"A little perspective would inform [Chris] Hayes’ inflated sense of self-worth, particularly when he attempts to demean the notable careers of others."
That's how Mediaite editor Noah Rothman concluded a scathing piece written to address a misleading charge made by the MSNBC host in a recent Talking Points Memo (TPM) interview. Fox News is captained by Roger Ailes, who is "a lifetime, hard-right, conservative ideologue Republican partisan," as opposed to MSNBC's president Phil Griffin who is simply an apolitical "someone who worked in TV," insisted Hayes. Rebutting that charge, Rothman offered a review of Ailes's storied history in the television industry that dates back to the early 1960s, some 20 years before Griffin got his start in TV (emphasis mine)
... Ailes has served as a Republican political consultant – working with such high profile figures as Presidents Richard M. Nixon and George H. W. Bush. That kind of high-profile political consulting invites scorn from only partisan political operatives or those who do not know and could not be bothered to care about what is required of a consultant to secure such powerful clients.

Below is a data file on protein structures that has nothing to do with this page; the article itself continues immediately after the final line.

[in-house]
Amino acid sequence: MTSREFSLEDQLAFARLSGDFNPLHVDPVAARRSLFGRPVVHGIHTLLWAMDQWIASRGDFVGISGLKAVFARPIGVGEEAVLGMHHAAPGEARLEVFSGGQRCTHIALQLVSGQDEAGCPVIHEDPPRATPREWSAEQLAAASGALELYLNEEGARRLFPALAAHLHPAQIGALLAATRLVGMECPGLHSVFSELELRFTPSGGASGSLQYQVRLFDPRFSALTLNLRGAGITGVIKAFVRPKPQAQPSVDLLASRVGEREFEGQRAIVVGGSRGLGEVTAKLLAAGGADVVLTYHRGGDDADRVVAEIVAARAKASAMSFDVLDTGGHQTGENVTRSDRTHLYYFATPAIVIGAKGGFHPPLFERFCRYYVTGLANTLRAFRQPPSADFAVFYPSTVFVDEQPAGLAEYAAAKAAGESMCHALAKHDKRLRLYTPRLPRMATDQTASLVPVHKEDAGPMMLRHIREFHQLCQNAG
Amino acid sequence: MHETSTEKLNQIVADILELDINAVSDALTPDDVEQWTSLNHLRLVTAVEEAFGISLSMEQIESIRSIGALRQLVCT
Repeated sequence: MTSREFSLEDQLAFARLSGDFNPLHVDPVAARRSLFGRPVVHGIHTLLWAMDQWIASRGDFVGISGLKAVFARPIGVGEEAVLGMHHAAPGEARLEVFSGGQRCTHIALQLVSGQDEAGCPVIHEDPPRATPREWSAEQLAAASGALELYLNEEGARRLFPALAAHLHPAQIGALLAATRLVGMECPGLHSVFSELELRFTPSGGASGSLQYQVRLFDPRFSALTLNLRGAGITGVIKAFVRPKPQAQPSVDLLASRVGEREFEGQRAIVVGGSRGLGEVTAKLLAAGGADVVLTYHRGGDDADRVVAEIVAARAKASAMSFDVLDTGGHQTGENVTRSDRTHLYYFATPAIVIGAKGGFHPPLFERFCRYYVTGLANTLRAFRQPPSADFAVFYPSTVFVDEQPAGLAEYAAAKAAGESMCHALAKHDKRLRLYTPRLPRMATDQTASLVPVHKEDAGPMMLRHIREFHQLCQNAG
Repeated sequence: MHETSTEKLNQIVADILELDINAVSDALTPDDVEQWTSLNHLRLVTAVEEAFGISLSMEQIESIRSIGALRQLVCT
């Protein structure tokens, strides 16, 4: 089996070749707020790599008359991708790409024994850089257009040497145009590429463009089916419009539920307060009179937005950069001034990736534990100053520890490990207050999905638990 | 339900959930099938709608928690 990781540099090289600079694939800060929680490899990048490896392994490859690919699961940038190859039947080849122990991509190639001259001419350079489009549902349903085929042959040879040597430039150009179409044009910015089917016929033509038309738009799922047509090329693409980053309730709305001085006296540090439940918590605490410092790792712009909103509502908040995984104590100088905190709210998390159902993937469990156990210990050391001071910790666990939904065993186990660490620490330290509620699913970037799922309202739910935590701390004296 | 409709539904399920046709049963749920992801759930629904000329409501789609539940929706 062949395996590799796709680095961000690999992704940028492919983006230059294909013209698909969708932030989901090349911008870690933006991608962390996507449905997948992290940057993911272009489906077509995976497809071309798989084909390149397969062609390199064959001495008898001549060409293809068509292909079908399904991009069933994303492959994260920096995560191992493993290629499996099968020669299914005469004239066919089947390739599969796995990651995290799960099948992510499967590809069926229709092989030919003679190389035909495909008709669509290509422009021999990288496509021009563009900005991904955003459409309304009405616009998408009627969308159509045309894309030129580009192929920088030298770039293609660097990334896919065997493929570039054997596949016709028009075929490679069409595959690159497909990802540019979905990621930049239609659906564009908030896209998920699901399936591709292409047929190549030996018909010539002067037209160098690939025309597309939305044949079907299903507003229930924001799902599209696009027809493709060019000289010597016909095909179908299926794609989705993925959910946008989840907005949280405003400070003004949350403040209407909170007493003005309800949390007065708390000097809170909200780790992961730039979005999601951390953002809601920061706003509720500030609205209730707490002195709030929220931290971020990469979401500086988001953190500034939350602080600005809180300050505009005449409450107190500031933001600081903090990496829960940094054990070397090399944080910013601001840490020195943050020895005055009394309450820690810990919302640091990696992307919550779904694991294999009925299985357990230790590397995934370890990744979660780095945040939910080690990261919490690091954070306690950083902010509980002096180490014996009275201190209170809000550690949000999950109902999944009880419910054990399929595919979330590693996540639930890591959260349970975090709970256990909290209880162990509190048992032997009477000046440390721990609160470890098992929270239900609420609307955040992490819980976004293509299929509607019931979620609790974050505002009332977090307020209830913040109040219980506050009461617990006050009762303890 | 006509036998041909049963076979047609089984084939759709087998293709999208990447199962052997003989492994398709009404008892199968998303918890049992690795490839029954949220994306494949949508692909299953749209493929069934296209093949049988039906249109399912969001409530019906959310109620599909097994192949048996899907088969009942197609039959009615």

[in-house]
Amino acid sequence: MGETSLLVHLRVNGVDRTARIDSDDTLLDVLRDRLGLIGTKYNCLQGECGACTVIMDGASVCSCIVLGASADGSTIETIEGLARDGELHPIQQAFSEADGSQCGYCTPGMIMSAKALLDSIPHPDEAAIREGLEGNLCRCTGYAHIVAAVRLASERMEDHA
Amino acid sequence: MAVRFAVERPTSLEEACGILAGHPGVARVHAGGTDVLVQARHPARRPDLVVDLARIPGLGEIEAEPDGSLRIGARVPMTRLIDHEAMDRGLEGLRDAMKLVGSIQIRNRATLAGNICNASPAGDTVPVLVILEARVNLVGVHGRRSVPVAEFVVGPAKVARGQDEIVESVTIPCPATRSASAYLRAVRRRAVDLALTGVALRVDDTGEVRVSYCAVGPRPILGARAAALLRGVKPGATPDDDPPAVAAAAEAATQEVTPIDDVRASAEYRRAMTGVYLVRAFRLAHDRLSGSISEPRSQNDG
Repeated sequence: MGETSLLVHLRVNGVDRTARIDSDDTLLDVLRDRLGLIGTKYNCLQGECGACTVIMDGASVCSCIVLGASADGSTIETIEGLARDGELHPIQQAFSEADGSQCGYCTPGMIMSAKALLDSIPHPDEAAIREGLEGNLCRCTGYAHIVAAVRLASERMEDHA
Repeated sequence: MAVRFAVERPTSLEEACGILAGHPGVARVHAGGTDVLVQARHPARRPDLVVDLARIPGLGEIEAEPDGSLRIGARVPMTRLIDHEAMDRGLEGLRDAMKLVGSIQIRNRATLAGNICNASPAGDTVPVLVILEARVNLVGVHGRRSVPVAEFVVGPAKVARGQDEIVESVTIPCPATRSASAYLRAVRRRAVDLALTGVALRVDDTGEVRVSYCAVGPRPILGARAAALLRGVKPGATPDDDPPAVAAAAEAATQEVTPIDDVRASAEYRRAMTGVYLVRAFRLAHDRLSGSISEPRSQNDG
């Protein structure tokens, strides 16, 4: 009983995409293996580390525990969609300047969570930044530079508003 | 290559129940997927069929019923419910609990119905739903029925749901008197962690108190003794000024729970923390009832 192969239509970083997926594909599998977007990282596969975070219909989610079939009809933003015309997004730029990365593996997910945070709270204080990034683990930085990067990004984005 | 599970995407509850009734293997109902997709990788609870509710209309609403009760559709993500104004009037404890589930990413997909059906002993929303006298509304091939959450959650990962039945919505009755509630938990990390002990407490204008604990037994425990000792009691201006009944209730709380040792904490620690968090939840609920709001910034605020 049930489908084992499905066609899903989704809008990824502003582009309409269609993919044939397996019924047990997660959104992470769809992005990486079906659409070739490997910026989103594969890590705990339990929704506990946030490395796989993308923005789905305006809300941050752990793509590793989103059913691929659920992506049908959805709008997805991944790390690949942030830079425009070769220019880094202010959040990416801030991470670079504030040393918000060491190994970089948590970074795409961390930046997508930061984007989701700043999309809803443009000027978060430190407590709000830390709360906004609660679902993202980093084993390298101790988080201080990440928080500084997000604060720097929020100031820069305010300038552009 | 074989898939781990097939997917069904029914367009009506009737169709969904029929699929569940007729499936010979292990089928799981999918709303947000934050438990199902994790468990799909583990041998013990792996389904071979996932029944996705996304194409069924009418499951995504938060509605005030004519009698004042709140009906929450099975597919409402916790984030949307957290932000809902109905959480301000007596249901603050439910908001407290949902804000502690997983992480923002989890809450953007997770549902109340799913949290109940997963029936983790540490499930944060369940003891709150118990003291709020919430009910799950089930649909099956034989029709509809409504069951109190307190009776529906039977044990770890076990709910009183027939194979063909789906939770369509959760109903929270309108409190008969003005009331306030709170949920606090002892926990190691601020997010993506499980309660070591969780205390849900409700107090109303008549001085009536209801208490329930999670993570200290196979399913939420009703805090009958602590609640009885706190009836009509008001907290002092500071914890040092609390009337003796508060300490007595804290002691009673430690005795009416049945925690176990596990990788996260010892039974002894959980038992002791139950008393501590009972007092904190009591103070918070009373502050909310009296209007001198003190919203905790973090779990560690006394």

But Ailes career is only punctuated by years of political consultancy. The vast majority of his career has been spent working in television.
Ailes began his career producing entertainment and talk programming on television in the early 1960s. He produced, and later executive produced, The Mike Douglas Show – a variety-talk program which ran for 30 years. He was nominated for a daytime Emmy for his work.
In the 1970s and 1980s, amid jobs consulting for GOP politicians and presidents, Ailes produced a number of television specials before he went back to work in television full time in the 1990s – for NBC.
Ailes became president of CNBC in 1993 and even hosted an hour-long talk program on NBC’s short-lived cable news network “America’s Talking” in 1994.
In 1996, when Microsoft and NBC News announced a partnership to start a 24-hour cable news network, Ailes left NBC to start his own cable news outlet – he took over 80 NBC employees with him for that endeavor.
Chris L. Hayes was born in 1979. Phil Griffin, president of MSNBC and described by Hayes as his network’s television aficionado, started his television career with NBC’s Today Show in 1983 as a sports producer.
A slight correction for Rothman: Griffin did work for CNN for a few years, "working primarily as a writer-producer-editor in the sports department," before joining NBC's Today show, the New York Observer reported in October 2008.
Related item: My colleague Tim Graham wrote a lengthy piece here that tore into Hayes's ludicrous claims in that TPM interview.